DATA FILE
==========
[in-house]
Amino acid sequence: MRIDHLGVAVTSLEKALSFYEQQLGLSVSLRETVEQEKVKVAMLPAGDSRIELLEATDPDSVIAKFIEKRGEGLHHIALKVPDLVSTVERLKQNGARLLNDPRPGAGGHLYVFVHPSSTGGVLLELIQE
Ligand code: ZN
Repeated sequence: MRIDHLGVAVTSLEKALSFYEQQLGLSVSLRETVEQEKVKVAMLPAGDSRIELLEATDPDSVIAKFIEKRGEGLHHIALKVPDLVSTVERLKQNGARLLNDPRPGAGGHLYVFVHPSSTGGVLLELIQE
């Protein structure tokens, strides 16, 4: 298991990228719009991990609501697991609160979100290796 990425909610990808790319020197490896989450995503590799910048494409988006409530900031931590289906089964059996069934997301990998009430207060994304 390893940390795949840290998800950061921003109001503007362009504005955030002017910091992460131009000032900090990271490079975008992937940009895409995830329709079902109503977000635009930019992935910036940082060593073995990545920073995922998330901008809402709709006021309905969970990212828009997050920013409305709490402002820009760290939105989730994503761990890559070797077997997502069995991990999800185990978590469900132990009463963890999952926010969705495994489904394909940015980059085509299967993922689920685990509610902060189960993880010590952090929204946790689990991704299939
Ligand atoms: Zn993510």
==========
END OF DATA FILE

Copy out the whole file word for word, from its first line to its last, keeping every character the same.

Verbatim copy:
[in-house]
Amino acid sequence: MRIDHLGVAVTSLEKALSFYEQQLGLSVSLRETVEQEKVKVAMLPAGDSRIELLEATDPDSVIAKFIEKRGEGLHHIALKVPDLVSTVERLKQNGARLLNDPRPGAGGHLYVFVHPSSTGGVLLELIQE
Ligand code: ZN
Repeated sequence: MRIDHLGVAVTSLEKALSFYEQQLGLSVSLRETVEQEKVKVAMLPAGDSRIELLEATDPDSVIAKFIEKRGEGLHHIALKVPDLVSTVERLKQNGARLLNDPRPGAGGHLYVFVHPSSTGGVLLELIQE
């Protein structure tokens, strides 16, 4: 298991990228719009991990609501697991609160979100290796 990425909610990808790319020197490896989450995503590799910048494409988006409530900031931590289906089964059996069934997301990998009430207060994304 390893940390795949840290998800950061921003109001503007362009504005955030002017910091992460131009000032900090990271490079975008992937940009895409995830329709079902109503977000635009930019992935910036940082060593073995990545920073995922998330901008809402709709006021309905969970990212828009997050920013409305709490402002820009760290939105989730994503761990890559070797077997997502069995991990999800185990978590469900132990009463963890999952926010969705495994489904394909940015980059085509299967993922689920685990509610902060189960993880010590952090929204946790689990991704299939
Ligand atoms: Zn993510």